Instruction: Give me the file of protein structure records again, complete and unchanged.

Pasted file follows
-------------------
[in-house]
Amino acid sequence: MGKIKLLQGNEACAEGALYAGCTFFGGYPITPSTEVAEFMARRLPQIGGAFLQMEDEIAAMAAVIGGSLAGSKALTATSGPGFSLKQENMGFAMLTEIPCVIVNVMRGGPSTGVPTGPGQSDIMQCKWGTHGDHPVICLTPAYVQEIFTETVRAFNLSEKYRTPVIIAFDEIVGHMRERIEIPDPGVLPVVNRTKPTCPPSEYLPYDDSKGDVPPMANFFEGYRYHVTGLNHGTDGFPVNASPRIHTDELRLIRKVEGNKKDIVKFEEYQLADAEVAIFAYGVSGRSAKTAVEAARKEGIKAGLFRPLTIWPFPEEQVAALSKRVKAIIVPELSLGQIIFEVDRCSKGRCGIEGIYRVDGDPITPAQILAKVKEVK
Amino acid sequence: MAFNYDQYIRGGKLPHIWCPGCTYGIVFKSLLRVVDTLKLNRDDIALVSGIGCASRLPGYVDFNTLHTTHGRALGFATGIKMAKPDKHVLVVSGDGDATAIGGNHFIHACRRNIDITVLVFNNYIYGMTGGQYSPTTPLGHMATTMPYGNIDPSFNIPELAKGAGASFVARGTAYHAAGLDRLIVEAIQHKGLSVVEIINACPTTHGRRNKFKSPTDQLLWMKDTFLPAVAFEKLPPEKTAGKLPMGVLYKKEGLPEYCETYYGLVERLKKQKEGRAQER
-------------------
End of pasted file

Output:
[in-house]
Amino acid sequence: MGKIKLLQGNEACAEGALYAGCTFFGGYPITPSTEVAEFMARRLPQIGGAFLQMEDEIAAMAAVIGGSLAGSKALTATSGPGFSLKQENMGFAMLTEIPCVIVNVMRGGPSTGVPTGPGQSDIMQCKWGTHGDHPVICLTPAYVQEIFTETVRAFNLSEKYRTPVIIAFDEIVGHMRERIEIPDPGVLPVVNRTKPTCPPSEYLPYDDSKGDVPPMANFFEGYRYHVTGLNHGTDGFPVNASPRIHTDELRLIRKVEGNKKDIVKFEEYQLADAEVAIFAYGVSGRSAKTAVEAARKEGIKAGLFRPLTIWPFPEEQVAALSKRVKAIIVPELSLGQIIFEVDRCSKGRCGIEGIYRVDGDPITPAQILAKVKEVK
Amino acid sequence: MAFNYDQYIRGGKLPHIWCPGCTYGIVFKSLLRVVDTLKLNRDDIALVSGIGCASRLPGYVDFNTLHTTHGRALGFATGIKMAKPDKHVLVVSGDGDATAIGGNHFIHACRRNIDITVLVFNNYIYGMTGGQYSPTTPLGHMATTMPYGNIDPSFNIPELAKGAGASFVARGTAYHAAGLDRLIVEAIQHKGLSVVEIINACPTTHGRRNKFKSPTDQLLWMKDTFLPAVAFEKLPPEKTAGKLPMGVLYKKEGLPEYCETYYGLVERLKKQKEGRAQER